Despite the advances that educators have made in learning “what works” for students, there are still too many troubled schools. One of the favored policies now for fixing them is reconstitution--which involves closing floundering schools, disbanding their faculties, and reopening them with new leadership, programs, and teachers.
In her first keynote address since becoming president of the American Federation of Teachers, Sandra Feldman called on members to “get out front and center on turning around or shutting down failing schools.” She spoke last month at the union’s three-day professional development conference, Quality Educational Standards in Teaching, or QuEST.
If states or superintendents act first, she warned, they will craft policies that punish teachers and fail to address the root problems. Ms. Feldman called the reconstitution efforts under way in San Francisco and Philadelphia a host of names, including cruel, rude, crude, and ineffective. “Reconstitution--the word itself is ugly,” she said.
Instead, unions and management can craft sensible, appropriate, and agreed-upon criteria for identifying failing schools and create processes for providing help and support, or for closing and redesigning the schools if necessary, she said. She cited the United Federation of Teachers’ work in New York City to break up a dysfunctional high school and reopen it with four small, theme-based schools.
The national union’s executive council approved a resolution in May spelling out how low-performing schools should be redesigned. And the AFT has prepared a detailed guide for its members. One recommendation: Use a promising program like Core Knowledge, Direct Instruction, High Schools That Work, or Success for All.
This year’s QuEST conference, “Building on the Best, Learning From What Works,” highlighted some of those programs and curricula that have a track record of success.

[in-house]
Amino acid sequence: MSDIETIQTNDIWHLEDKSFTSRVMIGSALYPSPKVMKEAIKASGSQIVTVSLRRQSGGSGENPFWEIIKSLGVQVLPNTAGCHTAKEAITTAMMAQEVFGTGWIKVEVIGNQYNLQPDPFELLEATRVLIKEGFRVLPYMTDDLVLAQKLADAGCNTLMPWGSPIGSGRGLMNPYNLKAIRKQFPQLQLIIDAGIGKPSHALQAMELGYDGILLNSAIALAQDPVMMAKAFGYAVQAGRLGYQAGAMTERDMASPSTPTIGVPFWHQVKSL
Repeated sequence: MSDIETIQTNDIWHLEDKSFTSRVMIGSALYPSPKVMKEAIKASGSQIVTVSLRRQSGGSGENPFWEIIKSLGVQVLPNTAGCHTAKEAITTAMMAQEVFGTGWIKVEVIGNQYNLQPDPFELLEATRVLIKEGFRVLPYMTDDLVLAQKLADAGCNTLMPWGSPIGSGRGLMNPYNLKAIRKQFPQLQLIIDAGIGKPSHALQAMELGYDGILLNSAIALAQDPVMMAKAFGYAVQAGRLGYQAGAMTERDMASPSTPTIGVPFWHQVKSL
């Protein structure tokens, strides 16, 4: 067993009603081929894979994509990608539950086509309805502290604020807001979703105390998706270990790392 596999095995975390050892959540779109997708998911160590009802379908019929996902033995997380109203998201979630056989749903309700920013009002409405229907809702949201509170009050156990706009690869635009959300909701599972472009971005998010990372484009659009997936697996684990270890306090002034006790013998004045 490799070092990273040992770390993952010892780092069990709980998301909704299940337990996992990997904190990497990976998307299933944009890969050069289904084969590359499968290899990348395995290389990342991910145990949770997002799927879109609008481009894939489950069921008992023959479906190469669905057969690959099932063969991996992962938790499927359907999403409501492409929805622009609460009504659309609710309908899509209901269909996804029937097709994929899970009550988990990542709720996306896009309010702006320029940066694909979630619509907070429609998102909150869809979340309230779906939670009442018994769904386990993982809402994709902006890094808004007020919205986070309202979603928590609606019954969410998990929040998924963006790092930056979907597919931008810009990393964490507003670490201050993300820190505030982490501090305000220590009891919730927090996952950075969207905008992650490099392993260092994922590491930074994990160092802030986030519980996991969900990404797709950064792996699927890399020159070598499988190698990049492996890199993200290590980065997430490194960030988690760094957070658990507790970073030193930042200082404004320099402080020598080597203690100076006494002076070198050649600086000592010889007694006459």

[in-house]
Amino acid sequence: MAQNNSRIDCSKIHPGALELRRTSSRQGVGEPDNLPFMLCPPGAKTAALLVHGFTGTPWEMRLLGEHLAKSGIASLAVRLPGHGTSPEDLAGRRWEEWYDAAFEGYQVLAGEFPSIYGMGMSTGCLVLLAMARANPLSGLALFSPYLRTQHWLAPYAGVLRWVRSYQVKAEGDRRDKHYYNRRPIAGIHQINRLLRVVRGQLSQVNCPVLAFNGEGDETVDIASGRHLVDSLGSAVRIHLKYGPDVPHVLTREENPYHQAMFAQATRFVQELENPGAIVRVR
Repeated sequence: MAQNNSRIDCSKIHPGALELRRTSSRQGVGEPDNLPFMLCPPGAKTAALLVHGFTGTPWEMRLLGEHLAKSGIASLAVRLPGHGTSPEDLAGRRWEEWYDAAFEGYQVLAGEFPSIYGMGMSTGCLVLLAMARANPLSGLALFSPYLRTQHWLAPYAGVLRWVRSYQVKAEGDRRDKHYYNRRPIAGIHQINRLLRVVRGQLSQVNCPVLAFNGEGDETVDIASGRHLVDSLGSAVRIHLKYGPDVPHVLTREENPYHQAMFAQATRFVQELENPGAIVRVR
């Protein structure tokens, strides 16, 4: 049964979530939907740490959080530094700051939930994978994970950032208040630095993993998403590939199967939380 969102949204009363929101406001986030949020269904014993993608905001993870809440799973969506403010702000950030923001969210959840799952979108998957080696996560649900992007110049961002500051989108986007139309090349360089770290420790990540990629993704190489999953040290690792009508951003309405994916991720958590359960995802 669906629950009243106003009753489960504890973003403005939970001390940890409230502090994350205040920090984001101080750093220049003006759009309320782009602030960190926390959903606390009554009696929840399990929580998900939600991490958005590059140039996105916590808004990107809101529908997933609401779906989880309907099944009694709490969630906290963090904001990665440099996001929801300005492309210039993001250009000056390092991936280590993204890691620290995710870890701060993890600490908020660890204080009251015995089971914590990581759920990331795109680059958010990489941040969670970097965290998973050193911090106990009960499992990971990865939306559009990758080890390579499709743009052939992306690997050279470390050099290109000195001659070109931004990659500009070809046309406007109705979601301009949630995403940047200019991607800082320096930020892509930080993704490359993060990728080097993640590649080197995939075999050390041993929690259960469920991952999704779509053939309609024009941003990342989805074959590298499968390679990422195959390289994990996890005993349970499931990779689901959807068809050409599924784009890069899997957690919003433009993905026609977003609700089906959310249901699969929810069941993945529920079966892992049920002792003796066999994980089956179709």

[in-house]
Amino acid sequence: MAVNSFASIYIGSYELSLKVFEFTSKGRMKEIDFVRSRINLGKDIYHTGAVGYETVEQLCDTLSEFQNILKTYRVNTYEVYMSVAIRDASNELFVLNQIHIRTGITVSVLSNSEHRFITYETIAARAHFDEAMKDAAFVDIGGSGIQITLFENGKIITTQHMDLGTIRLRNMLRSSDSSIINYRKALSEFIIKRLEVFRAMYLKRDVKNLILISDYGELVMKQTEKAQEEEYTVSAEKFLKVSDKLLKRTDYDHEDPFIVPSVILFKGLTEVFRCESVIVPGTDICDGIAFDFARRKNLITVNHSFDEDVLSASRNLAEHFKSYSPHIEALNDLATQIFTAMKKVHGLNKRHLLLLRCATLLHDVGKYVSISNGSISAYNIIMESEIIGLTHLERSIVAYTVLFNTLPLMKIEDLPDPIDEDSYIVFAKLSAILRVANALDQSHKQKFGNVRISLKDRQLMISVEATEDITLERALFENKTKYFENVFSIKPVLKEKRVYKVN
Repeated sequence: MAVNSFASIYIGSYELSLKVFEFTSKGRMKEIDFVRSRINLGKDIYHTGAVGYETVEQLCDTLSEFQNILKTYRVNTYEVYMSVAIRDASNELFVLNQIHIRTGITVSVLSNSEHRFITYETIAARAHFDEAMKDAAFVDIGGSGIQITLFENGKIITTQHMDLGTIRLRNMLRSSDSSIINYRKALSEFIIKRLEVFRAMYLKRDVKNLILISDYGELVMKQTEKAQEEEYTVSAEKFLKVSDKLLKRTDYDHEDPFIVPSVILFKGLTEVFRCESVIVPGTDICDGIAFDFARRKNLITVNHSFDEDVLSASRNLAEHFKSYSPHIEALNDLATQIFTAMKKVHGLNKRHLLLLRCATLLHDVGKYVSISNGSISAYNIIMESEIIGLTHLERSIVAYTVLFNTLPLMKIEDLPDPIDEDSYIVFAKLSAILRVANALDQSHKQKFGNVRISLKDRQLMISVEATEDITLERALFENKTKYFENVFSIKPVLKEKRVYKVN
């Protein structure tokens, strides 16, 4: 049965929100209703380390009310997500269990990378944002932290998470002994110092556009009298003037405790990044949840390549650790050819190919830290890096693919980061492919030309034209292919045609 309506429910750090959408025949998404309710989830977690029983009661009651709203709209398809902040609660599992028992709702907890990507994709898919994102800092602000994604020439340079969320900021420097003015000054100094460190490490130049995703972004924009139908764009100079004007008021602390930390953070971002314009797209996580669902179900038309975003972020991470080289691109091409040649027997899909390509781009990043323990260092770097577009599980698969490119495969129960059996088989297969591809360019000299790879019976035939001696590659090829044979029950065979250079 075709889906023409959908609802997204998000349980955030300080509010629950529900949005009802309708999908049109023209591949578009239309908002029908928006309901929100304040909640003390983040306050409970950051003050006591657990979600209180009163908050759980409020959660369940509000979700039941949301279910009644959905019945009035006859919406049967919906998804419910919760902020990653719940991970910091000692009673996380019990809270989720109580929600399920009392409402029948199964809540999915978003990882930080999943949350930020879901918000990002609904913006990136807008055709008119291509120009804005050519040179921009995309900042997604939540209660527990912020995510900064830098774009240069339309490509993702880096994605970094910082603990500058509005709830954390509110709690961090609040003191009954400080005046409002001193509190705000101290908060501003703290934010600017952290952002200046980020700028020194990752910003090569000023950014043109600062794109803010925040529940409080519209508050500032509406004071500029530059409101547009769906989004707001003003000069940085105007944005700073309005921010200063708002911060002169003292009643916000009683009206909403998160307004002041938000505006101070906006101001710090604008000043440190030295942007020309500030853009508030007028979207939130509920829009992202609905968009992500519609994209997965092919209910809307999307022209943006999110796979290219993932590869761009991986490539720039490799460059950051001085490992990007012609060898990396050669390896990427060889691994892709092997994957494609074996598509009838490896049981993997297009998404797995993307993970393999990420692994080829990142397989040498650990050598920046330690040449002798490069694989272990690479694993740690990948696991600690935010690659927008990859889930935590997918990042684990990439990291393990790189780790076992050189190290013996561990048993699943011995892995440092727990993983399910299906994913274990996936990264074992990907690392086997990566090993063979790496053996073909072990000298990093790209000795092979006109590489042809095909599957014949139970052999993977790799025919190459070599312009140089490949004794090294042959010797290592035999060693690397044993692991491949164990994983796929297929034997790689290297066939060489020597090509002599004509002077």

At the high school level, the spotlight was on Advanced Placement courses, the International Baccalaureate program, the College Board’s Equity 2000 effort to upgrade math instruction for minority students, and High Schools That Work, a reform network of 650 high schools that have eliminated their general-track courses in favor of college-preparatory work with a career focus.
Teachers of younger students could attend workshops on Success for All, a comprehensive elementary program built around reading research, and the Core Knowledge Sequence, a K-8 curriculum that uses history, literature, geography, mathematics, and the arts and sciences to tell the story of humanity. Also featured was Direct Instruction, a scripted set of lessons used for teaching at-risk students.
E.D. Hirsch Jr., a professor at the University of Virginia in Charlottesville and the author of the Core Knowledge series of books that make up the curriculum, received the AFT’s 1997 QuEST award. The honor, according to the union, recognizes “one of the most important education thinkers in the nation.”
A version of this article appeared in the August 06, 1997 edition of Education Week